The Republican newspaper publisher Horace Greeley bowed to no man north of Richmond when it came to underestimating Abraham Lincoln. In the late summer of 1862, his New York Tribune was pummeling the president for dragging his feet on an expected blanket announcement freeing all slaves in the rebel states. In response to these stinging editorials, on Aug. 22 of that year Lincoln penned one of the most puzzling letters of his presidency. He reminded Greeley that the great mission of the war was restoration of the Union. He continued, “If I could save the Union without freeing any slave I would do it, and if I could save it by freeing all the slaves I would do it; and if I could save it by freeing some and leaving others I would also do that.”
Was Lincoln really a “Reluctant Emancipator,” as Greeley and many historians since his day have insisted? Then why did the 16th president, only a month later, on Sept. 22, convene his Cabinet for a surprise reading of the Emancipation Proclamation and release it upon the public “like a thunderbolt” that same day?
In “Freedom National,” historian James Oakes answers that question eloquently and, in the judgment of this amateur student of the Civil War, fully. Oakes argues that Lincoln, from the moment of his inauguration, began using every political and military means at his disposal to wipe out slavery forever. Yet he also believed, as did virtually all politicians on both sides, that the Constitution protected slavery as a right of individual Southern states and therefore allowed him to designate only one casus belli— the preservation of the federal nation.
“Unless the Constitution was rewritten, the federal government could not constitutionally wage a war for the purpose of destroying slavery,” Oakes explains. “Only the ‘military necessity’ of suppressing the rebellion could legally justify emancipation. That, at least, was the standard Republican Party position all through the war, and Lincoln’s answer to Greeley merely restated it.”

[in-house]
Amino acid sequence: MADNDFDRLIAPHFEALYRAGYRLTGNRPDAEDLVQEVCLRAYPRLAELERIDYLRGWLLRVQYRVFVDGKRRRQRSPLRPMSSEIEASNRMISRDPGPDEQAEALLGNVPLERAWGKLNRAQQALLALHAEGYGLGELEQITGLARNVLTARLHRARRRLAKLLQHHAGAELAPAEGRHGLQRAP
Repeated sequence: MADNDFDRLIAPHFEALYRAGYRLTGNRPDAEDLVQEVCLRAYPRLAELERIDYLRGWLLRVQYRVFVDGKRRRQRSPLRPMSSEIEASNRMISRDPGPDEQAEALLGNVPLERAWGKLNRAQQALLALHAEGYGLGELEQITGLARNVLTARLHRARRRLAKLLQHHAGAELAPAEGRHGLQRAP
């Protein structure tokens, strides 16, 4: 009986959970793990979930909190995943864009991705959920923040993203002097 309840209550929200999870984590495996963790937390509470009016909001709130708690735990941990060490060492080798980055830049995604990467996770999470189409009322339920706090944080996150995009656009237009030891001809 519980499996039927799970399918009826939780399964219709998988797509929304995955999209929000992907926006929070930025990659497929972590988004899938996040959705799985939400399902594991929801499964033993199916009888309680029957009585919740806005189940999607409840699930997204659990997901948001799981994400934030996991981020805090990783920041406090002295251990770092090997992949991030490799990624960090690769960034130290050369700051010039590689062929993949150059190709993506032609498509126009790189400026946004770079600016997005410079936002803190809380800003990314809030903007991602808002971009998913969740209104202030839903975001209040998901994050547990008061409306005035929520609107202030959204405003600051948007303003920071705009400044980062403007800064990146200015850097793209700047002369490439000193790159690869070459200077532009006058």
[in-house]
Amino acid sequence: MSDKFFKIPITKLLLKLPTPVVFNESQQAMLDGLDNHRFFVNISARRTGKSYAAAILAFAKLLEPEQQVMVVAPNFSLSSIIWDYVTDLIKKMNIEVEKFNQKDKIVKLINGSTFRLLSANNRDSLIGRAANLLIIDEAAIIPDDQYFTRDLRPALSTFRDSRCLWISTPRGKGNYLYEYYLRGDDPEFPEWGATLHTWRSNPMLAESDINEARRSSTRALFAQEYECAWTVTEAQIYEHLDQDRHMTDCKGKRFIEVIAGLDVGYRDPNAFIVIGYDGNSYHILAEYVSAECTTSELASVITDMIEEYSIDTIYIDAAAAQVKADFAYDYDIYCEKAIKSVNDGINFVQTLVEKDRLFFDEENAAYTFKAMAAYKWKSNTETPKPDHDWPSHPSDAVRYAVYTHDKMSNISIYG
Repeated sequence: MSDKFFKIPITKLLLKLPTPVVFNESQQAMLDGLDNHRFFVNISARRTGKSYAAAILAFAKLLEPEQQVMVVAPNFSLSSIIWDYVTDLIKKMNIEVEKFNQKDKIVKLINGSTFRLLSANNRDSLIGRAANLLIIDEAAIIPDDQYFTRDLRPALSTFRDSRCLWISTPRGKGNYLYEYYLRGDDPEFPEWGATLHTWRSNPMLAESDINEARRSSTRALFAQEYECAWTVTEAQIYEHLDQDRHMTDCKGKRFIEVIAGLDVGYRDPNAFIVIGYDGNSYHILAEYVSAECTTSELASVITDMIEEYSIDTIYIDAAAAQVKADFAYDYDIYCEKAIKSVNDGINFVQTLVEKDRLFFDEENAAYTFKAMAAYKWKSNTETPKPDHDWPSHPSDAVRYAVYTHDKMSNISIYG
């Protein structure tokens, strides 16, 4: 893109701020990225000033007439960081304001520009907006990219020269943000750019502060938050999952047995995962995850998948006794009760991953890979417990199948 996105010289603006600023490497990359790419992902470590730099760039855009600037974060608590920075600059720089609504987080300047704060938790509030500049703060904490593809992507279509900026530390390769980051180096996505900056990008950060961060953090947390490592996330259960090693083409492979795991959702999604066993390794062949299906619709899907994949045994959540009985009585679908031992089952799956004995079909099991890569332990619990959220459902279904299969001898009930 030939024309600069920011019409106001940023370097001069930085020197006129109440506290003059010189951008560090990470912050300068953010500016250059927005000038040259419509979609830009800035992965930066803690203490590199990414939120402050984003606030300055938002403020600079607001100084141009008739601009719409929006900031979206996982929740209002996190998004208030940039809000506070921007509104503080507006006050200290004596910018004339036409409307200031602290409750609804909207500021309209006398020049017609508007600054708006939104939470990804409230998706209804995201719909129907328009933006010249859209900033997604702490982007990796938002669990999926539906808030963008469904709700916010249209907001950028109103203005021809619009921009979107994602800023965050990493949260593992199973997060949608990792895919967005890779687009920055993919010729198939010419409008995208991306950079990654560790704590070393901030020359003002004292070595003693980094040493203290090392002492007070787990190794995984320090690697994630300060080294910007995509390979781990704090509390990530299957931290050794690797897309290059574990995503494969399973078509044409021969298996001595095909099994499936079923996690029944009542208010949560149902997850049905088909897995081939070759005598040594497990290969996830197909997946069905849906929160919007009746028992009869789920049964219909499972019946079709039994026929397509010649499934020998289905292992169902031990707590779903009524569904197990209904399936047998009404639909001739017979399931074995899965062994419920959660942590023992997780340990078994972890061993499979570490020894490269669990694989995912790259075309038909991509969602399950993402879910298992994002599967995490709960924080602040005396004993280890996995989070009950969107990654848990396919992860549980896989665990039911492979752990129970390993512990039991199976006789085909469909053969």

Yes, one must agree, but what a restatement! His letter embodied the kind of virtuous obfuscation that only Lincoln, the presidency’s greatest natural political genius, could have managed. Or make that stage-managed. The theatrical analogy seems proper for a moment when the movie “Lincoln” is vividly re-creating the final act of the emancipation drama. As the film demonstrates, so attuned was Lincoln to the social, legislative and constitutional uncertainties of the coming Reconstruction that he foresaw that he could fully liberate 4 million new black citizens only by pushing for a new amendment to the Constitution (the 13th). This valuable book, along with Doris Kearns Goodwin’s “Team of Rivals,” gives inquisitive moviegoers access to the full backstory.
Oakes’s detailed account of this complex story cannot be fully summarized here. But his argument that emancipation was a process, not the result of a single document, produces some helpful distinctions and benchmarks. Lincoln understood from the moment his armies went South that “military emancipation” would permanently free blacks in conquered territory. Early in the war, slaves who fled into Union lines were deemed to be beneficiaries of “self emancipation.” Oakes also explains Lincoln’s coldly pragmatic decision to allow slavery to continue throughout the war in the border states of Delaware, Maryland, Missouri and, most critically, Kentucky. He concluded that upsetting their slaveholders could hand victory to the Confederacy.
“Freedom National” also highlights an unlikely hero, the hated Union proconsul of occupied New Orleans, Gen.Benjamin “Beast” Butler, the notorious insulter of Southern womanhood. At a time when Union generals such as Don Carlos Buell were forcing freedom-seeking slaves back into the arms of their masters, Butler set an example for other generals by unilaterally emancipating blacks who came to his camps. Later, his tactic of allowing cooperating owners of Louisiana sugar plantations to stay in production by putting former slaves on salary and forswearing the lash won praise from Lincoln as a model for the future.
Oakes makes his case that Lincoln and many of his Union colleagues intended from the start to achieve slavery’s “ultimate extinction” by meticulous combing of documents of the time. He goes back to the words they spoke in Congress or wrote in newspapers between 1860 and 1862. Lincoln was not alone in his eloquence and passion. It was a time of great oratory and precise argumentation.
The technique points up the impoverished nature of our current political dialogue. How could any future historian reconstruct a detailed picture of our current national crisis by drawing on, say, the collected speeches of John Boehner or transcripts of the Bill O’Reilly show?
The Destruction of Slavery in the United States, 1861-1865
By James Oakes
Norton. 595 pp. $29.95